When Daniel Lewis walked through the doors of PNC Fairfax Connection with his grandfather as a 15-year-old, he didn’t know how that first visit would shape his passion for cooking and lead him onto a path toward the culinary career of his dreams.

“I originally went there for a Photoshop class but saw they had a Kids in the Kitchen class, and I decided to participate,” recalls Lewis, now 25 and a chef at a local Mediterranean restaurant in the Cleveland area. “I enjoyed the class so much that I kept coming back, and it became a second home to me.”

Lewis and his grandfather were two of the first community members to use the free resources at the PNC Fairfax Connection, which marks 10 years of serving the historic Fairfax neighborhood in Cleveland.

More Than Just a Bank

Young members of the PNC Fairfax Connection
center get lessons in robotics.

PNC established the resource center in the predominately Black neighborhood with six areas of focus – technology, health and wellness, special events, financial literacy, general education and youth programming.

One of the newest youth programs focuses on robotics for middle-schoolers.

“We have an amazing team of African American scientists that join us weekly to teach our younger members about robotics and other STEM-related lessons,” says Traci Mitchell, executive director of PNC Fairfax Connection. “It’s a beautiful thing to see the students learning from scientists who look like them and watch them imagine themselves in those roles.”  

Mitchell says the center’s mission is to provide programs and courses that help high school- and college-age members succeed, support adults in their career aspirations and provide digital and technological connectivity to all generations.

“We want to connect every individual and family to services, arts and cultural programs, career opportunities and more throughout greater Cleveland,” Mitchell explains. We want to offer a way for members of the Fairfax community to interact with the bank in a much different way that isn’t transaction based. We want people to come in and get to know PNC as more than just a bank.”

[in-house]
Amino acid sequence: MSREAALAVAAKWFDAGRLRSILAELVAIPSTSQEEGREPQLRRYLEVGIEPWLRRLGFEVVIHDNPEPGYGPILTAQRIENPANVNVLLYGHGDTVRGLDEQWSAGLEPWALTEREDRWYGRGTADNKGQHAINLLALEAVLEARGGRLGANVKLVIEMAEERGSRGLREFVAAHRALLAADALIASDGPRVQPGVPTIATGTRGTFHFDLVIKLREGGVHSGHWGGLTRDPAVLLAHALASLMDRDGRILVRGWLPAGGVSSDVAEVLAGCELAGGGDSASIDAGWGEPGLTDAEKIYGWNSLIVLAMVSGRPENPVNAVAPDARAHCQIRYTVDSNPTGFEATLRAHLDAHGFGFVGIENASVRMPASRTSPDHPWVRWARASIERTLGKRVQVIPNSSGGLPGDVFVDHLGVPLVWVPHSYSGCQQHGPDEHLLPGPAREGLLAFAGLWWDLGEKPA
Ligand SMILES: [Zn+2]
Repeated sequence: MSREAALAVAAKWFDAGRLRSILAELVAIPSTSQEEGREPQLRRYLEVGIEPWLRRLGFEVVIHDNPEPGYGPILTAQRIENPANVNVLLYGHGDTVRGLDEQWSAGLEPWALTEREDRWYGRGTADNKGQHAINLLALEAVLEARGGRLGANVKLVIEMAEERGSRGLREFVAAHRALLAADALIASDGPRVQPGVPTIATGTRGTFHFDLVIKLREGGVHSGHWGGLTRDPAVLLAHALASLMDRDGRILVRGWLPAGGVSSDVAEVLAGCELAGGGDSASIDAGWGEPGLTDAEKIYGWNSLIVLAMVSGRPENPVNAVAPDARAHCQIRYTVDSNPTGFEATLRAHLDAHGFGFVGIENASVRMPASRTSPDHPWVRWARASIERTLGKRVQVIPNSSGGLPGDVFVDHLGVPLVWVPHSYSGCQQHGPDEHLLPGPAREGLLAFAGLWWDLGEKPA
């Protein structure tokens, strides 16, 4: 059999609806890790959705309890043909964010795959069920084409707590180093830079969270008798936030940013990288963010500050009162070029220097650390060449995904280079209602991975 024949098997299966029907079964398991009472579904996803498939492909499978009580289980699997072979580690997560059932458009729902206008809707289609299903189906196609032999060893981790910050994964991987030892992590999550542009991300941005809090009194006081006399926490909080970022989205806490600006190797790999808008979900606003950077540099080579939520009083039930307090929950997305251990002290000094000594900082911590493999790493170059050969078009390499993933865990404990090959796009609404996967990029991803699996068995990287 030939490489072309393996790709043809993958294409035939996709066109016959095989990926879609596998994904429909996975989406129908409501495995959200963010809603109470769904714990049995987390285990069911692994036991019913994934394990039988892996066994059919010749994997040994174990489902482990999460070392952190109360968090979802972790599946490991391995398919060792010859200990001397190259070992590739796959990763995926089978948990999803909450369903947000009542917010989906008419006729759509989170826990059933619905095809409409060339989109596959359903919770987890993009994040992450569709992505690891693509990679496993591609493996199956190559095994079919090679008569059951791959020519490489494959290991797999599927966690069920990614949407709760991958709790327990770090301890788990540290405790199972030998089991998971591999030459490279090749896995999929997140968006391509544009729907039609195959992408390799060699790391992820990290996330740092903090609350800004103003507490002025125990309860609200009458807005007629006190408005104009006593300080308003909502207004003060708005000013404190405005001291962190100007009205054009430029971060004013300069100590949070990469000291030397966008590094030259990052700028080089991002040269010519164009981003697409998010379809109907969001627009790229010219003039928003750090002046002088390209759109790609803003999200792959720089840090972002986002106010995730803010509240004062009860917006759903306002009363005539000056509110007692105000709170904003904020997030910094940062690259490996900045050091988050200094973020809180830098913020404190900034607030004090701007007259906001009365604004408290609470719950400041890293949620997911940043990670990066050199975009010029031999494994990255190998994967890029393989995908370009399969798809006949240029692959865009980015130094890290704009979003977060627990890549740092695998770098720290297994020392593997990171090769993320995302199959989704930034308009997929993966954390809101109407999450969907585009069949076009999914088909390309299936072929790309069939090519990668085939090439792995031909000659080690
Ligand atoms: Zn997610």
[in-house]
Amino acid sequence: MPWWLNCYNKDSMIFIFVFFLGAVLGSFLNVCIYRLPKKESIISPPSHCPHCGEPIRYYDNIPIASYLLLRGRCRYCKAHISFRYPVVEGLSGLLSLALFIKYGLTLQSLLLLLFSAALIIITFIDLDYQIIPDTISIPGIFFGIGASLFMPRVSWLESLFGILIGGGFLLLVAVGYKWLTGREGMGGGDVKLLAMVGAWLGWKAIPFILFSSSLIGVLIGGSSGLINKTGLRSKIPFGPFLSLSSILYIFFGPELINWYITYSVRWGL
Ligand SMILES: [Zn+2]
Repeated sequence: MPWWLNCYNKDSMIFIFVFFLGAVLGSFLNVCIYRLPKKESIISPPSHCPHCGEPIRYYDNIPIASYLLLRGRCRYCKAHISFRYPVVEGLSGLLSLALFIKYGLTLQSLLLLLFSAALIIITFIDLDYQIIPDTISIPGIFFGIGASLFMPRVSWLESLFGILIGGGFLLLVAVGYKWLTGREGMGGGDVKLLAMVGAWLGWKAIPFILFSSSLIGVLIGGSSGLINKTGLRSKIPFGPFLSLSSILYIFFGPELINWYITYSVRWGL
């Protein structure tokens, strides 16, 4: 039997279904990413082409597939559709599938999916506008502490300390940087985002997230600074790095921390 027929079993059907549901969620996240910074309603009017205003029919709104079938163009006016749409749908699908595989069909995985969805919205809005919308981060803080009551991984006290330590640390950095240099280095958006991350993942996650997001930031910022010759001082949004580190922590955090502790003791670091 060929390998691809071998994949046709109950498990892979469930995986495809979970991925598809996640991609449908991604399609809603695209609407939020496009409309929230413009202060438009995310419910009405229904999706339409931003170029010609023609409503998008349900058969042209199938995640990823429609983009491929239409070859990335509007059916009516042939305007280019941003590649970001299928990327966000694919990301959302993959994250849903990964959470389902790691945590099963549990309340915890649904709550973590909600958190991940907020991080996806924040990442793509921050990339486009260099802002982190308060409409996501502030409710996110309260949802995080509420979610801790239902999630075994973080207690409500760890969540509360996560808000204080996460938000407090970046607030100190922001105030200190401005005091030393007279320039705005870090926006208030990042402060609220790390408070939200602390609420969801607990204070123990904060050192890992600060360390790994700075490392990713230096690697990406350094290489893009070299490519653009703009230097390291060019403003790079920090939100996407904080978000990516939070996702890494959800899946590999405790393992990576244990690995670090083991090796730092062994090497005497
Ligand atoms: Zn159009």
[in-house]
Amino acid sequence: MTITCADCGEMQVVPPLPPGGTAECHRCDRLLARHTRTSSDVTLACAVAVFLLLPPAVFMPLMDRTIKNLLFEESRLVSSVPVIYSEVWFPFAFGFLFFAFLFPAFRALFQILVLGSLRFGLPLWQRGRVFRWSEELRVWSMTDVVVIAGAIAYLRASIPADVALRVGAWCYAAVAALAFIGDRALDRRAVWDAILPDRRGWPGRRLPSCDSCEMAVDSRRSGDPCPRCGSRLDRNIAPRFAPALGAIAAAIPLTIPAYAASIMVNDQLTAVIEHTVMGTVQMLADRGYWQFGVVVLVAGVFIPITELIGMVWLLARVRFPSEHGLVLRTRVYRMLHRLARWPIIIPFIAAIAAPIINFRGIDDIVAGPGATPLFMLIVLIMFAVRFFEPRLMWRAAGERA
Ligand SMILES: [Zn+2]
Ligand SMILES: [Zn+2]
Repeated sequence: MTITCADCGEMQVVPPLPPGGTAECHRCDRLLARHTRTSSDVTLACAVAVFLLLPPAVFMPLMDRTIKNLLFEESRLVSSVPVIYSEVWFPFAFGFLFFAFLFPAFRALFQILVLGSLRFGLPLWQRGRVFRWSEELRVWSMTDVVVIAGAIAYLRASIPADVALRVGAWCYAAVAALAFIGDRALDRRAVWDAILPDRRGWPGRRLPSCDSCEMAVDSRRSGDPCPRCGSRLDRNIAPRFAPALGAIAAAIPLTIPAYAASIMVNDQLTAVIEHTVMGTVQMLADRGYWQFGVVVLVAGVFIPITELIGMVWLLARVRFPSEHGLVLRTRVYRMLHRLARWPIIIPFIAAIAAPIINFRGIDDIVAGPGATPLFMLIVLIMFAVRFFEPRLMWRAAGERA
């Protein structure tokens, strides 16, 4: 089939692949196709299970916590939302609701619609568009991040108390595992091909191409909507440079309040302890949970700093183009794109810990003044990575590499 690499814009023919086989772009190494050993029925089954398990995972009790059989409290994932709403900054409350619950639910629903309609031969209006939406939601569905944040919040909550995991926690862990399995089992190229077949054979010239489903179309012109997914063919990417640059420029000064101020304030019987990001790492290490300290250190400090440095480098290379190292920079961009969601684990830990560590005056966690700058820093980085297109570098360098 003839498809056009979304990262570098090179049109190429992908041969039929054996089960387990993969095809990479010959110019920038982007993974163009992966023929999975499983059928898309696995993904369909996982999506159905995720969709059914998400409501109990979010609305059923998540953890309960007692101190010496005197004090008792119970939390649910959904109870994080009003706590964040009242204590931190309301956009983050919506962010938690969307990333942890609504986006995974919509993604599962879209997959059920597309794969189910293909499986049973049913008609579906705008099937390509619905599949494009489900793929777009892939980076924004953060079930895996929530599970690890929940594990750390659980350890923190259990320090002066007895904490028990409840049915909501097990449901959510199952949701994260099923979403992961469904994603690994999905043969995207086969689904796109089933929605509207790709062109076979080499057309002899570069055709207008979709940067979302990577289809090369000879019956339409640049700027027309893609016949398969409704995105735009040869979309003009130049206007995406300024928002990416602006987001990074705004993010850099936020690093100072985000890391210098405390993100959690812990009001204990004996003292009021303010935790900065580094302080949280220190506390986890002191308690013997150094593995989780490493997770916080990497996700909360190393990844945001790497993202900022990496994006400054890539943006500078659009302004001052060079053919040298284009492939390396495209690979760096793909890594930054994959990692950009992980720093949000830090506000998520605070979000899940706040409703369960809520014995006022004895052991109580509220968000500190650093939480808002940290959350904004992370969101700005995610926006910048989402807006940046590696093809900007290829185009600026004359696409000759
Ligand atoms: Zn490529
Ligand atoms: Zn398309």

Though no banking goes on at PNC Fairfax Connection, the center provides resources that help community members think about their overall financial wellness through financial education workshops, resume building, skill development and other career advancement opportunities.

“The chance to build a new relationship and to invest our resources, our talent, and our time, all seems to have made an impact on the community,” says Pat Pastore, regional president of the Cleveland market at PNC. “All of this work has created a new level of trust and collaboration. When the community succeeds, PNC succeeds as an organization.”

The Fairfax Legacy

Cleveland’s Fairfax neighborhood, which is more than 90% Black with a population just over 5,000,1

holds a rich American history as home to notable greats such as Harlem Renaissance poet Langston Hughes, Olympic gold medalist Jesse Owens and actor Dorothy Dandridge, the first African American nominated for an Oscar. The neighborhood also was a frequent stop of the Rev. Martin Luther King Jr. during the civil rights movement.

Karamu House, the oldest African American theater in the nation, also sits within the Fairfax community, and PNC has cultivated a strong relationship with the theater through sponsorships over the years.

Though the neighborhood is a bastion of history and culture, it has seen its share of challenges. The median income for Fairfax residents is $17,456 compared to Cleveland’s $32,053.2


Combating Dreams Deferred

Daniel Lewis became a member of PNC Fairfax Connection when he was a teen. He says the skills he learned in the center's Kids in the Kitchen class ignited his pursuit of becoming a chef.

PNC established Fairfax Connection with a vision to advance the hopes and dreams of everyone in Fairfax and surrounding neighborhoods – some dreams that could have been “deferred.”

As Hughes wrote in his poem “Harlem,” those dreams can dry up like a “raisin in the sun.” 3

“The neighborhood is historic, but I can remember when it was more prone to poverty and violence,” Lewis says. “As a kid, I could see the impact Fairfax Connection had on the community. And as an adult, I’m glad I can be part of the community’s revitalization. We have access to free resources to help us continue our dreams.”

Lewis’ connection to the center remains. He currently teaches young people in the same cooking class that he began attending as a teen a decade ago.

“We are proud to celebrate 10 remarkable years of positive impact within the community and surrounding areas, and we marked the occasion with a series of member events throughout 2022 that culminated with our annual celebration event. I’m glad we could show our appreciation to the community,” says Mitchell. “We are looking forward to continuing to build great relationships and serving this community for years to come.”